Nevada County Election office wary of possible voter intimidation
One week away from Election Day, the Nevada County Elections Office is more concerned about voter intimidation than at any point in the last decade, officials said.
Assistant Clerk-Recorder Gail Smith said the office is “taking precautionary measures” to protect voters from being unnecessarily intimidated at the polls following a nationwide citizen-based movement to protect against potential instances of voter fraud in the coming election.
Nancy Garcia, president of the Nevada County Tea Party Patriots, confirmed her organization will be participating in poll watching on Election Day but emphasized the initiative is not an attack on the Nevada County Elections Office.
“There are concerns all over the country, and we don’t want to pick on Nevada County,” Garcia said. “This is not a partisan situation, but it is an American problem, and we want to help correct that problem. We want to do our work on that day to make sure there is a legal vote.”
Incidents of reported voter fraud are low in the U.S., although the Associated Press reported the state of West Virginia has been rife with instances of fraud with three elected officials resigning after allegations of ballot swaying in the 2010 Democratic Primary Election in the state.
In response to this and similar incidents scattered throughout the country, citizen groups have sprouted up.
The Election Integrity Project, California, states its mission as “a group of citizen volunteers in California seeking to fulfill our responsibility to actively participate in our Republic and ensure the integrity of the process that protects our freedoms” on its website. The organization is conducting multiple poll observer training classes throughout California.
Smith said she frets that the push toward greater election accountability could result in a repeat of an incident that took place at a Truckee polling place in 2010, where an observer became unruly. The incident went unreported at the time, but Smith said observers cannot be disruptive to the voting process.
“Our goal is to completely avoid voter intimidation,” Smith said. “It is important that people cast votes freely and that people feel safe while they are in a polling place.”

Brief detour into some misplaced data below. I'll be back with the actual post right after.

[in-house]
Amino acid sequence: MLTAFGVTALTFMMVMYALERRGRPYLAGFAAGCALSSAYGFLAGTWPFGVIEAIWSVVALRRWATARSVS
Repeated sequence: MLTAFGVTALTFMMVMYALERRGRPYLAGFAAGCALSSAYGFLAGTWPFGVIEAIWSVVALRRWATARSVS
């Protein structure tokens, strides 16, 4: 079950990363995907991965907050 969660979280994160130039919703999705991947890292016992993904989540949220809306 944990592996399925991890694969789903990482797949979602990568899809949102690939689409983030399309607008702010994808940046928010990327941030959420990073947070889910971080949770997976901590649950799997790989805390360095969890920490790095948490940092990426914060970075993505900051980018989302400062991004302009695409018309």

Nevertheless, Smith encourages members of the public to attend and observe the election process, as long as they adhere to guidelines.
“We encourage it,” she said.
Only a poll worker may challenge a voter’s right to vote, if the individual does not appear on the roster, is not a resident of the precinct, is not a citizen of the United States or is on parole for the conviction of felony, Smith said. If there is a challenge by the poll worker, he or she is instructed to call the Registrar of Voters, Gregory Diaz, to explain the situation. Diaz then has the authority to approve or deny the challenge.
Any poll worker who makes fraudulent or baseless challenges is subject to criminal charges and prison time, according to a memo circulated to various California elections officials by the American Civil Liberties Union of California lawyers on behalf of the Election Protection coalition.
The elections office has been in contact with local law enforcement to make them aware of potential disruptions on Election Day, Smith said.
“It’s a felony or a misdemeanor to disrupt elections, depending on the statute,” Smith said.
Garcia said her organization is non-partisan and simply wants to become more educated on how the democratic process works.
Polls open in California at 7 a.m. and remain open until 8 p.m. Nov. 6.
Voters arriving at their respective polling place will be asked to provide their names, which will be cross-checked with a list of registered voters. After the voter signs his or her name next to the name on the list, he or she will be allowed to proceed to the voting machine.
To contact Staff Writer Matthew Renda, email firstname.lastname@example.org or call (530) 477-4239.
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